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= fs =

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  1. Possum
    8 March 2013 at 2:23 pm

    yeah we will be able 2 do more voting on unpopular decisions that govt are trying 2 pass by us and we can vote on-line 4 general election 2, wld save on the $$$$ 2 print up voting papers etc.

    • WEM
      8 March 2013 at 10:53 pm

      Yeah was very strange question, ??

  2. Mooloo magic
    8 March 2013 at 3:26 pm

    I have been living in the same house for 13 years and live in a blue ribbon suburb and I have only ever been polled once ( about 10 years ago) . I guess the pollsters noted I support labour hence I have never been polled again, I do wonder if polling is designed to give the right result for the govt.

    • Neil
      9 March 2013 at 12:01 am

      I’ve been living in this house since 1976 and never been polled.

  3. mick
    8 March 2013 at 5:30 pm

    Poll result announcements should have to state sample size and method ie.landlines only etc. and the exact questions used during the poll.
    A cunningly worded “poll” question can easily skew the results in a required way.
    “figures lie and liars figure.”

  4. Strawberry Paddocks
    8 March 2013 at 5:54 pm

    Interesting.

    We don’t have a landline either. We use our cellphones or Skype. We haven”t been polled since we gave up our landline six years ago.

  5. Alastair
    9 March 2013 at 2:47 pm

    I have an iPhone and the found the census question misleading. Technically I should have ticked ‘a telephone’ because an iPhone is a type of telephone, but I think in the end I figured that it was supposed to read ‘a fixed line telephone’.

    Someone last year suggested to me that only calling fixed lines would create a bias that would be unfavourable to low income people and I couldn’t understand her reasoning. If a mobile phone is cheaper and more practical than a fixed line then the only reason anyone would be still using a fixed line would be if they are not confident or comfortable adopting new technology. So, in my mind it would stand to reason that the polling would be biased against older people and people who don’t have a good educational background.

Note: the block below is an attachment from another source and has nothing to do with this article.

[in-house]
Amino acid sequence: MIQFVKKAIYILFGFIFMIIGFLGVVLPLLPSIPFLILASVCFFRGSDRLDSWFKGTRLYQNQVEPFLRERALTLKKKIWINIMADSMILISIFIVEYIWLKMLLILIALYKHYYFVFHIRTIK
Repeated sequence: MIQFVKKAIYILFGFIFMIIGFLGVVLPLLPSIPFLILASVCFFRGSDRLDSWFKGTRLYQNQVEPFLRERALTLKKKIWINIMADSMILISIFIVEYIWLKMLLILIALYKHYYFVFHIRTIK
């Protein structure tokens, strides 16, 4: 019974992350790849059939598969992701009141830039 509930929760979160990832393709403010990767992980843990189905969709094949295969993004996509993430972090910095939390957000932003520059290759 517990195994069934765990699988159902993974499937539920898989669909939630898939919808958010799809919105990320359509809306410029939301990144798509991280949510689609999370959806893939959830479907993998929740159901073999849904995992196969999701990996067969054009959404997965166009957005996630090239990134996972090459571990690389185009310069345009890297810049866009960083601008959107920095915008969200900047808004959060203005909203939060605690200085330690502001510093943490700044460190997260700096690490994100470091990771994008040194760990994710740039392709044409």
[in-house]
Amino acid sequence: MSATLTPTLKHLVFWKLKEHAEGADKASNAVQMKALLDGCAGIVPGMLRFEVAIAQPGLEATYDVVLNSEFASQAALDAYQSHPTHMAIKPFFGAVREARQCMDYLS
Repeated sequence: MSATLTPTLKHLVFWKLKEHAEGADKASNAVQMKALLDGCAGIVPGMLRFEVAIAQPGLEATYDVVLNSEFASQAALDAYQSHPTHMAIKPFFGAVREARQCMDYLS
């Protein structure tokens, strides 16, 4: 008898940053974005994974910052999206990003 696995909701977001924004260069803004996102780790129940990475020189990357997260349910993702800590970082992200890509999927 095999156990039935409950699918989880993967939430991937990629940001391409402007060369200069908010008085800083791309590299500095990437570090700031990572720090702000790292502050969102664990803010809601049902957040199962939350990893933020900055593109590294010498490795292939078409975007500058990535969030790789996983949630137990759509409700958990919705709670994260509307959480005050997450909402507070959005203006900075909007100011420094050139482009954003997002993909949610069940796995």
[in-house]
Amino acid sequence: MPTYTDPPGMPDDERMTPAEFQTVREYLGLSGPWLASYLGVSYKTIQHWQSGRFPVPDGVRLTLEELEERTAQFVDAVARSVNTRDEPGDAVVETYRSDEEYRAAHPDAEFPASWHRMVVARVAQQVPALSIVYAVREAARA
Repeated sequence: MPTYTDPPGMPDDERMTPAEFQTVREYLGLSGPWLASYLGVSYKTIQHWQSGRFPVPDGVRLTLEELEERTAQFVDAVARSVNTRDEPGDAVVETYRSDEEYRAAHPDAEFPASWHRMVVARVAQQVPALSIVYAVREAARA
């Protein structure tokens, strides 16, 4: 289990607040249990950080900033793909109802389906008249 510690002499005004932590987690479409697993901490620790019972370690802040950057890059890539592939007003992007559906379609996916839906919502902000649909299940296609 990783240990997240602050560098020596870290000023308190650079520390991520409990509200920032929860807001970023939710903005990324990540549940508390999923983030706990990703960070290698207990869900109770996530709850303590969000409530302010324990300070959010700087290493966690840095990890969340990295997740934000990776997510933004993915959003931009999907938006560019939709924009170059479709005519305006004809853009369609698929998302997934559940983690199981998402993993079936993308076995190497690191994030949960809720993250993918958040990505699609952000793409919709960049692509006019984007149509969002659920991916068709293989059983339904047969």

6. 9 March 2013 at 4:08 pm

    “If a mobile phone is cheaper and more practical than a fixed line then the only reason anyone would be still using a fixed line would be if they are not confident or comfortable adopting new technology. “

    Not quite, Alastair. It still costs to make a call to a cellphone/smartphone. By comparison, there’s no charge, per call, between local landlines.

    I know when I’m looking for a tradesperson (plumber, electrician, etc), I have an aversion to call a cellphone and prefer a (free) call to a landline. Especially if I’m looking for quotes only.

    Having said that, it is cheaper to have a cellphone, and txting, with perhaps broadband to skype with, face-to-face. That eliminates landline phone rentals quite nicely. (With a smartphone, you can txt and skype.)

  7. Alastair
    9 March 2013 at 4:50 pm

    That may have been true 20 years ago, but I currently only pay $30 a month for all the national calling that I could possibly use. Even if a fixed line were free I’d probably still rather pay the $30 a month for the mobility factor considering that I spend very little time at home.

  8. 12 March 2013 at 11:48 am

    I’m 28; none of my friends – students, unemployed, low-paid, well-paid, outrageously-paid – have a landline. Almost everyone I know uses their smartphone for everything.

    • 12 March 2013 at 5:02 pm

      Alastair & Lissa; interesting…

      It occurs to me that the census results may indeed show your situation (no landline; reliance on smartphone technology) may be more significant than has been assumed this far…

  1. 21 March 2013 at 11:03 pm
  2. 4 June 2013 at 8:24 am
  3. 8 June 2013 at 8:01 am
  4. 12 December 2013 at 8:00 am
  5. 15 December 2013 at 8:00 am
  6. 13 July 2014 at 8:00 am
  7. 7 September 2014 at 8:18 am
  8. 12 September 2014 at 8:01 am